Extended Cox proportional hazard models were used with time-varying exposure to estimate hazard ratios (HR) for the long-term effects of PM10. As the exposure varied over the years, the dataset was prepared for analysis using the Andersen-Gill counting process. The counting process method had a yearly record for each participant, and records were generated until one of the following occurred first: dementia onset, death, moving, or ending of a cohort event. For example, one person with no events up to 2019 had 12 annual records. Furthermore, the association between the incidence of Alzheimer’s disease and vascular disease was estimated according to annual mean PM10 exposure.

The final models were adjusted for potential confounders, including sex, age, BMI, smoking, physical activity, insurance premium, and comorbidities, including depression, traumatic brain injury, diabetes mellitus, stroke, CCI, proportion of basic livelihood security recipients, and proportion of people with no high school diploma. All covariates were treated as fixed variables except for age. Age was assigned to time-dependent covariates. The results are reported as estimated HRs with 95% CIs per 10 µg/m3 increase in PM10. The effects of PM10 on dementia were estimated as both continuous and categorical variables, and average exposure levels were categorized into quartiles (Q1, < 42.9 µg/m3; Q2, 42.9–47.6 µg/m3; Q3, 47.7–53.3 µg/m3; Q4, ≥ 53.4 µg/m3). To test the exposure-response relationship between PM10 and dementia, we used a restricted natural cubic spline function with 4 knots.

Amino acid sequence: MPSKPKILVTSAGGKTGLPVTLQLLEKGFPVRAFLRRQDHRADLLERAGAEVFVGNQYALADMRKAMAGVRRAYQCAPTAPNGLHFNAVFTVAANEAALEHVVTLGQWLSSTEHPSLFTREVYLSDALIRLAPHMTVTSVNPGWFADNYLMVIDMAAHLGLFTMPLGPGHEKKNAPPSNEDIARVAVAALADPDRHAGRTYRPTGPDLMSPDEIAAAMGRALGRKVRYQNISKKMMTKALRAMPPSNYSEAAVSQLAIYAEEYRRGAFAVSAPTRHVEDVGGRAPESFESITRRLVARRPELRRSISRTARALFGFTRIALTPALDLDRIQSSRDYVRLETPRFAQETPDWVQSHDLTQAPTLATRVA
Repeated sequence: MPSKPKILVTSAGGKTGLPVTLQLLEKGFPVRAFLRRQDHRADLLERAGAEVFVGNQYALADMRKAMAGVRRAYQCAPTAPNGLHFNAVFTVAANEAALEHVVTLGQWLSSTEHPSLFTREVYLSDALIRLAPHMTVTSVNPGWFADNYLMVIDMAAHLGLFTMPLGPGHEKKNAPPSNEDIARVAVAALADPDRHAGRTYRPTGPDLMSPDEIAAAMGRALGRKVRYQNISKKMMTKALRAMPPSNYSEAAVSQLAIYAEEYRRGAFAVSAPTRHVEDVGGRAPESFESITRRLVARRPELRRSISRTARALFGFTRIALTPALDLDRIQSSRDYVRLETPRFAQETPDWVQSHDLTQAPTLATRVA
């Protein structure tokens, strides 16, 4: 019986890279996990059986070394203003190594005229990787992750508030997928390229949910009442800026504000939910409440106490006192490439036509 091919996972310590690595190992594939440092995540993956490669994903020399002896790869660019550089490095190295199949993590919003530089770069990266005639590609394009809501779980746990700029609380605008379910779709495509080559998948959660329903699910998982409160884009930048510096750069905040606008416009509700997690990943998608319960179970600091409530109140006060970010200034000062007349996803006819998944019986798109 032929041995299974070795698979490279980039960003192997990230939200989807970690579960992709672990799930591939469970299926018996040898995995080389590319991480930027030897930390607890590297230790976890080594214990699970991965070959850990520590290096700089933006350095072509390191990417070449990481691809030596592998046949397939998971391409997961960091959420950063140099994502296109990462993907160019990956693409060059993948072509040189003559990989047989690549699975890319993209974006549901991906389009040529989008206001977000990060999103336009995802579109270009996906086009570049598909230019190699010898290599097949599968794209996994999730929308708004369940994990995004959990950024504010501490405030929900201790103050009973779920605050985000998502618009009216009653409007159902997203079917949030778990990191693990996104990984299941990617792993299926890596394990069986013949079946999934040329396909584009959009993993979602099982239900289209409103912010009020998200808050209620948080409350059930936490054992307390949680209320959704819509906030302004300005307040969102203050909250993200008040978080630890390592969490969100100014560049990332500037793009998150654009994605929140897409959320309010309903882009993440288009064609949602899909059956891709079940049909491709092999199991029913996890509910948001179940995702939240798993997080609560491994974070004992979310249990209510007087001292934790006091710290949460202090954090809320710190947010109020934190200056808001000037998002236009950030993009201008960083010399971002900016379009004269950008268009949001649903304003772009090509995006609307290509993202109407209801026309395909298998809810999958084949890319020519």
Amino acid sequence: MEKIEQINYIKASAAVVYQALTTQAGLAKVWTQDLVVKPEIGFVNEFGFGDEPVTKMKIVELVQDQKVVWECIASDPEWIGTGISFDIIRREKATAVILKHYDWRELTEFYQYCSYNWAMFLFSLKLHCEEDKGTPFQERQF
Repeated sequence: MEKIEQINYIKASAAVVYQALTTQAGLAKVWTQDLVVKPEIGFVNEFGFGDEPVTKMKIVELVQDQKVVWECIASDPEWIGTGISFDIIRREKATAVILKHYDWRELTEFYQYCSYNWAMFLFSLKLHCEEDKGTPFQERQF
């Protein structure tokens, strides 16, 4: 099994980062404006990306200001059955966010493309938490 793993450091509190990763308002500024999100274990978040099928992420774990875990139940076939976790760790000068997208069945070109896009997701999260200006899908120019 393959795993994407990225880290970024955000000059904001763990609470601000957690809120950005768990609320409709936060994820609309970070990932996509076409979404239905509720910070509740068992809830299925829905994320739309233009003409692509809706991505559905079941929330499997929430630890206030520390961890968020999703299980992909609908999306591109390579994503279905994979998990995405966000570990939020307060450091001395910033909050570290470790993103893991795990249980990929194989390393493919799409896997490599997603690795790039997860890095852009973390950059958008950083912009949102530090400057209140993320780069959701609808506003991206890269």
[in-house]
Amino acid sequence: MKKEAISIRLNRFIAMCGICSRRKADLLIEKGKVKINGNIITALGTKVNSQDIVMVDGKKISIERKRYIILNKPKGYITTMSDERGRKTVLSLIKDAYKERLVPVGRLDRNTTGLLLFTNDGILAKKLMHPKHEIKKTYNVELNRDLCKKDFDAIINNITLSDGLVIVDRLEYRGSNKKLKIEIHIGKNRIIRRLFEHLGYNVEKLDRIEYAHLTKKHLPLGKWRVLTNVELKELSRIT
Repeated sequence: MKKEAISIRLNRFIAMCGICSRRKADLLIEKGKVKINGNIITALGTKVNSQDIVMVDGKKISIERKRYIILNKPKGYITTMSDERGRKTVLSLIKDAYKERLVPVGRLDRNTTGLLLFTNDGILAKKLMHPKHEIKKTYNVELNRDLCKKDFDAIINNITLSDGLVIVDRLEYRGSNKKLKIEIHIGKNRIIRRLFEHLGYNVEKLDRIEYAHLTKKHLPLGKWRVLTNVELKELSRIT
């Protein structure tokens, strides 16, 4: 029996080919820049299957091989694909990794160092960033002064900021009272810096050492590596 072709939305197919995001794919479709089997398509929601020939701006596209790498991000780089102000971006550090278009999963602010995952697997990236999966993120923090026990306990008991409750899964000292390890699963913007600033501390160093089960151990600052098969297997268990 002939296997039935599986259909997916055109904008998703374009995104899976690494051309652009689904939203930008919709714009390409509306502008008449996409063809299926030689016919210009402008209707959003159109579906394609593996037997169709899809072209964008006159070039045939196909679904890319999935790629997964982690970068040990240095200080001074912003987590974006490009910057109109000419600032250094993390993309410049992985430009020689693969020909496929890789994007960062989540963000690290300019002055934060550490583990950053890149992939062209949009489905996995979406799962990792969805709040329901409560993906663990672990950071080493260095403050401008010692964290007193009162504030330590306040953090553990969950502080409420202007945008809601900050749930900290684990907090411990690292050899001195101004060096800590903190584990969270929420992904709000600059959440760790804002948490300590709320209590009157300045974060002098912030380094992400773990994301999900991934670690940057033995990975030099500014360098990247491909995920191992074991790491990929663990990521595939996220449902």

Subgroup analyses were conducted to estimate the potential effect modifications according to sex (male and female), age (< 75 or ≥ 75 years), stroke (yes or no), depression (yes or no), brain injury (yes or no), and diabetes mellitus (yes or no). Sensitivity analyses were performed to explore the robustness of the results to the exposure time window, potential outcome misclassifications, and confounding factors. First, the annual average concentrations of PM10 were computed for the previous three and five years (3-year, and 5-year moving). Second, alternative definitions of outcomes were applied. Third, we excluded participants who died during the study period, as death could be considered as a competing risk for dementia. Fourth, regional indicators (16 province levels) as alternative ecological factor were applied. Finally, we adjusted the models for other pollutants including NO2, SO2, O3, and CO. All analyses were performed using SAS Enterprise Guide 7.1 for Windows and R version 4.1.0. The statistical significance level was set at p = 0.05.